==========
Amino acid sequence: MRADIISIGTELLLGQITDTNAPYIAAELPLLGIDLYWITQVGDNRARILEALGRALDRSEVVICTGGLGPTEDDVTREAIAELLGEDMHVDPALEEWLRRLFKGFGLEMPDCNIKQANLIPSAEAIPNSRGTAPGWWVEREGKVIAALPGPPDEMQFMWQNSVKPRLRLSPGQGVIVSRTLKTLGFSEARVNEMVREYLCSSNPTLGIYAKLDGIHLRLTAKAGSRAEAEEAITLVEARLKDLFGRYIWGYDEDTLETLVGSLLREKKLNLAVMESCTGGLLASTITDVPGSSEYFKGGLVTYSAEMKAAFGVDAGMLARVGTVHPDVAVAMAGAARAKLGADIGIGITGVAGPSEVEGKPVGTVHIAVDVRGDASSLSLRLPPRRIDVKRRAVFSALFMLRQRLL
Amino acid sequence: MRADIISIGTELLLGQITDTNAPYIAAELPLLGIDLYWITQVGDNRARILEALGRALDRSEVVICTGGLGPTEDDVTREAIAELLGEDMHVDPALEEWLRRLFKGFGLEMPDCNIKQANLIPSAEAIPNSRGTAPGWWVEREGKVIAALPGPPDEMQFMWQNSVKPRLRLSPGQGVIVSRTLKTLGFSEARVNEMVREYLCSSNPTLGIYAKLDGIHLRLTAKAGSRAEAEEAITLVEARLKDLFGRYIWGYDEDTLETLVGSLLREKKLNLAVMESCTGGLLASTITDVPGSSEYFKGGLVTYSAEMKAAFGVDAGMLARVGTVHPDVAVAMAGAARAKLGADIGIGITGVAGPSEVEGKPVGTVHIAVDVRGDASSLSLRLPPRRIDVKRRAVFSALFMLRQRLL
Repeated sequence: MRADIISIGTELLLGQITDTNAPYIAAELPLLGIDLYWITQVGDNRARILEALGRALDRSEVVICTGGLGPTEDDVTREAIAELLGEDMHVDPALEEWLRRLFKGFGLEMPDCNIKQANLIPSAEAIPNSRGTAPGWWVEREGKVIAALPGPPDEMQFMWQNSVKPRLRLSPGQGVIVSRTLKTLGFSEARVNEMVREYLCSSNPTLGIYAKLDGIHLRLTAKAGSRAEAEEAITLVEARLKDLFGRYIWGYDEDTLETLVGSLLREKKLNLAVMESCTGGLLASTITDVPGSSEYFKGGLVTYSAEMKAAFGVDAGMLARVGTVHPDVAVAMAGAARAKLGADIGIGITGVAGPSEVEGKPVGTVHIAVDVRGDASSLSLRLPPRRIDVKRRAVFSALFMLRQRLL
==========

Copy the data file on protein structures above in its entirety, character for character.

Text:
Amino acid sequence: MRADIISIGTELLLGQITDTNAPYIAAELPLLGIDLYWITQVGDNRARILEALGRALDRSEVVICTGGLGPTEDDVTREAIAELLGEDMHVDPALEEWLRRLFKGFGLEMPDCNIKQANLIPSAEAIPNSRGTAPGWWVEREGKVIAALPGPPDEMQFMWQNSVKPRLRLSPGQGVIVSRTLKTLGFSEARVNEMVREYLCSSNPTLGIYAKLDGIHLRLTAKAGSRAEAEEAITLVEARLKDLFGRYIWGYDEDTLETLVGSLLREKKLNLAVMESCTGGLLASTITDVPGSSEYFKGGLVTYSAEMKAAFGVDAGMLARVGTVHPDVAVAMAGAARAKLGADIGIGITGVAGPSEVEGKPVGTVHIAVDVRGDASSLSLRLPPRRIDVKRRAVFSALFMLRQRLL
Amino acid sequence: MRADIISIGTELLLGQITDTNAPYIAAELPLLGIDLYWITQVGDNRARILEALGRALDRSEVVICTGGLGPTEDDVTREAIAELLGEDMHVDPALEEWLRRLFKGFGLEMPDCNIKQANLIPSAEAIPNSRGTAPGWWVEREGKVIAALPGPPDEMQFMWQNSVKPRLRLSPGQGVIVSRTLKTLGFSEARVNEMVREYLCSSNPTLGIYAKLDGIHLRLTAKAGSRAEAEEAITLVEARLKDLFGRYIWGYDEDTLETLVGSLLREKKLNLAVMESCTGGLLASTITDVPGSSEYFKGGLVTYSAEMKAAFGVDAGMLARVGTVHPDVAVAMAGAARAKLGADIGIGITGVAGPSEVEGKPVGTVHIAVDVRGDASSLSLRLPPRRIDVKRRAVFSALFMLRQRLL
Repeated sequence: MRADIISIGTELLLGQITDTNAPYIAAELPLLGIDLYWITQVGDNRARILEALGRALDRSEVVICTGGLGPTEDDVTREAIAELLGEDMHVDPALEEWLRRLFKGFGLEMPDCNIKQANLIPSAEAIPNSRGTAPGWWVEREGKVIAALPGPPDEMQFMWQNSVKPRLRLSPGQGVIVSRTLKTLGFSEARVNEMVREYLCSSNPTLGIYAKLDGIHLRLTAKAGSRAEAEEAITLVEARLKDLFGRYIWGYDEDTLETLVGSLLREKKLNLAVMESCTGGLLASTITDVPGSSEYFKGGLVTYSAEMKAAFGVDAGMLARVGTVHPDVAVAMAGAARAKLGADIGIGITGVAGPSEVEGKPVGTVHIAVDVRGDASSLSLRLPPRRIDVKRRAVFSALFMLRQRLL